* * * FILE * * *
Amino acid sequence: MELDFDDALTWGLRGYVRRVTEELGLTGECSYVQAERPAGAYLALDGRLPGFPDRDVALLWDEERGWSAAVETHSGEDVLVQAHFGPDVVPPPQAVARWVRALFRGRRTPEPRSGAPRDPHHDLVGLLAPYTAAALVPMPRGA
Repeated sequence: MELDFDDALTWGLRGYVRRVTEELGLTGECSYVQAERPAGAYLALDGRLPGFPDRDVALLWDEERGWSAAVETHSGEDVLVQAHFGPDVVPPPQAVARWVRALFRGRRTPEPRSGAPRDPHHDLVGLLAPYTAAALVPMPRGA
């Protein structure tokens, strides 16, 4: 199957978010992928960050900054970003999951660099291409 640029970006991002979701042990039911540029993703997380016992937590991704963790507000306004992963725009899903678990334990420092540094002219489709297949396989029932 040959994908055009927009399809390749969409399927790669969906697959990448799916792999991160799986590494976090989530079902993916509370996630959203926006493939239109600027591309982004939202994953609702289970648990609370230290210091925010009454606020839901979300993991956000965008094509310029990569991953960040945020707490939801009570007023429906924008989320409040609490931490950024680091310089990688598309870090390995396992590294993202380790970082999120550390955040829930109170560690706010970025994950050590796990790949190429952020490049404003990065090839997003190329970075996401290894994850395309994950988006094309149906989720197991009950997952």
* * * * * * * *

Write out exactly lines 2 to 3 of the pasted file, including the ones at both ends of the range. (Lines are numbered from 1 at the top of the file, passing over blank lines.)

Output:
Repeated sequence: MELDFDDALTWGLRGYVRRVTEELGLTGECSYVQAERPAGAYLALDGRLPGFPDRDVALLWDEERGWSAAVETHSGEDVLVQAHFGPDVVPPPQAVARWVRALFRGRRTPEPRSGAPRDPHHDLVGLLAPYTAAALVPMPRGA
């Protein structure tokens, strides 16, 4: 199957978010992928960050900054970003999951660099291409 640029970006991002979701042990039911540029993703997380016992937590991704963790507000306004992963725009899903678990334990420092540094002219489709297949396989029932 040959994908055009927009399809390749969409399927790669969906697959990448799916792999991160799986590494976090989530079902993916509370996630959203926006493939239109600027591309982004939202994953609702289970648990609370230290210091925010009454606020839901979300993991956000965008094509310029990569991953960040945020707490939801009570007023429906924008989320409040609490931490950024680091310089990688598309870090390995396992590294993202380790970082999120550390955040829930109170560690706010970025994950050590796990790949190429952020490049404003990065090839997003190329970075996401290894994850395309994950988006094309149906989720197991009950997952």